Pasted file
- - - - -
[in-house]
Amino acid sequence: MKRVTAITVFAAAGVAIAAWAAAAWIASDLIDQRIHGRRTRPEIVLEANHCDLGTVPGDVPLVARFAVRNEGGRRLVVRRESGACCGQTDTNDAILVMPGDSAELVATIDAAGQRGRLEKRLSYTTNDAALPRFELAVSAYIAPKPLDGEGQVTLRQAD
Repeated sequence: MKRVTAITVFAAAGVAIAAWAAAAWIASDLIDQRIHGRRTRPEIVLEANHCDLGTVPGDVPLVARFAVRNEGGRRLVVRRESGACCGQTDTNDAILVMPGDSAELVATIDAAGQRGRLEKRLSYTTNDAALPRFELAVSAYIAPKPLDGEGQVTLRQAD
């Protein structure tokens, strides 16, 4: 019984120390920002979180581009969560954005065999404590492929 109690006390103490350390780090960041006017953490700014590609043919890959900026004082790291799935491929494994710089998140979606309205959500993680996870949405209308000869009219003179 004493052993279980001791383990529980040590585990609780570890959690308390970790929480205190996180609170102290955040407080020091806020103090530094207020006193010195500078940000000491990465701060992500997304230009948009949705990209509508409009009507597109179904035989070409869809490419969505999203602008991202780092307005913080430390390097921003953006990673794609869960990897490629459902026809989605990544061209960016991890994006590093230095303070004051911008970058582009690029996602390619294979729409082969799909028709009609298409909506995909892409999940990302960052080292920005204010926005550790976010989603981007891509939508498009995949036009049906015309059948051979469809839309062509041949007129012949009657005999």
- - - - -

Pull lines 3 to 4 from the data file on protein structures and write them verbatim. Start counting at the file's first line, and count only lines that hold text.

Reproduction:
Repeated sequence: MKRVTAITVFAAAGVAIAAWAAAAWIASDLIDQRIHGRRTRPEIVLEANHCDLGTVPGDVPLVARFAVRNEGGRRLVVRRESGACCGQTDTNDAILVMPGDSAELVATIDAAGQRGRLEKRLSYTTNDAALPRFELAVSAYIAPKPLDGEGQVTLRQAD
């Protein structure tokens, strides 16, 4: 019984120390920002979180581009969560954005065999404590492929 109690006390103490350390780090960041006017953490700014590609043919890959900026004082790291799935491929494994710089998140979606309205959500993680996870949405209308000869009219003179 004493052993279980001791383990529980040590585990609780570890959690308390970790929480205190996180609170102290955040407080020091806020103090530094207020006193010195500078940000000491990465701060992500997304230009948009949705990209509508409009009507597109179904035989070409869809490419969505999203602008991202780092307005913080430390390097921003953006990673794609869960990897490629459902026809989605990544061209960016991890994006590093230095303070004051911008970058582009690029996602390619294979729409082969799909028709009609298409909506995909892409999940990302960052080292920005204010926005550790976010989603981007891509939508498009995949036009049906015309059948051979469809839309062509041949007129012949009657005999």